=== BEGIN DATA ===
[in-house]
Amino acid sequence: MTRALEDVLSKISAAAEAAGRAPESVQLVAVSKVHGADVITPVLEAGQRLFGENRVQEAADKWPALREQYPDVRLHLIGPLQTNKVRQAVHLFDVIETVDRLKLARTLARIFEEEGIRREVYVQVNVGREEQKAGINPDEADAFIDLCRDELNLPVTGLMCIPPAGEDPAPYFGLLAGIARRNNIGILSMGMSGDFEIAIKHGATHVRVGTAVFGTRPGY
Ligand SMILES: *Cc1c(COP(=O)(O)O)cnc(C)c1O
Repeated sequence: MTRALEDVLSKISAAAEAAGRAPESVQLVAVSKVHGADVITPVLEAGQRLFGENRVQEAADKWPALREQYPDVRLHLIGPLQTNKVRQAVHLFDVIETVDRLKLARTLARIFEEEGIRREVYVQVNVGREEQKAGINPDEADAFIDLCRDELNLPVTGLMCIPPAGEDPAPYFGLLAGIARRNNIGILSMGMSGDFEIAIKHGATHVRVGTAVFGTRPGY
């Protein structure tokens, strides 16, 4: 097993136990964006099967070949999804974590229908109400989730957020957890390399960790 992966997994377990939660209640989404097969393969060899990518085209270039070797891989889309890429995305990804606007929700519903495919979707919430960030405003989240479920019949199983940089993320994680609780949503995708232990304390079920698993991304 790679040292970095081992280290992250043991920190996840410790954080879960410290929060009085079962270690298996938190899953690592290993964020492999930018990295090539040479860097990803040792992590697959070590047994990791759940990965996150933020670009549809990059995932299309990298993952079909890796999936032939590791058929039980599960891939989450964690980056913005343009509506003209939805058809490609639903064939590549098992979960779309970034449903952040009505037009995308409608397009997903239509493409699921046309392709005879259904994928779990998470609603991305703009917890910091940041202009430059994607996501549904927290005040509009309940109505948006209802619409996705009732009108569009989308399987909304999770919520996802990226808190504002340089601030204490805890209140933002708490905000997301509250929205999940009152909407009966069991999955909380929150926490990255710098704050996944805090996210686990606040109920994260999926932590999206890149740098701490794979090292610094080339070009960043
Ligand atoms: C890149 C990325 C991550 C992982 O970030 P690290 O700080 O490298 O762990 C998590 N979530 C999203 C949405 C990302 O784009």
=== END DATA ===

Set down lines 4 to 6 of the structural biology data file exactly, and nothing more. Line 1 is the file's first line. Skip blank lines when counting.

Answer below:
Repeated sequence: MTRALEDVLSKISAAAEAAGRAPESVQLVAVSKVHGADVITPVLEAGQRLFGENRVQEAADKWPALREQYPDVRLHLIGPLQTNKVRQAVHLFDVIETVDRLKLARTLARIFEEEGIRREVYVQVNVGREEQKAGINPDEADAFIDLCRDELNLPVTGLMCIPPAGEDPAPYFGLLAGIARRNNIGILSMGMSGDFEIAIKHGATHVRVGTAVFGTRPGY
């Protein structure tokens, strides 16, 4: 097993136990964006099967070949999804974590229908109400989730957020957890390399960790 992966997994377990939660209640989404097969393969060899990518085209270039070797891989889309890429995305990804606007929700519903495919979707919430960030405003989240479920019949199983940089993320994680609780949503995708232990304390079920698993991304 790679040292970095081992280290992250043991920190996840410790954080879960410290929060009085079962270690298996938190899953690592290993964020492999930018990295090539040479860097990803040792992590697959070590047994990791759940990965996150933020670009549809990059995932299309990298993952079909890796999936032939590791058929039980599960891939989450964690980056913005343009509506003209939805058809490609639903064939590549098992979960779309970034449903952040009505037009995308409608397009997903239509493409699921046309392709005879259904994928779990998470609603991305703009917890910091940041202009430059994607996501549904927290005040509009309940109505948006209802619409996705009732009108569009989308399987909304999770919520996802990226808190504002340089601030204490805890209140933002708490905000997301509250929205999940009152909407009966069991999955909380929150926490990255710098704050996944805090996210686990606040109920994260999926932590999206890149740098701490794979090292610094080339070009960043
Ligand atoms: C890149 C990325 C991550 C992982 O970030 P690290 O700080 O490298 O762990 C998590 N979530 C999203 C949405 C990302 O784009």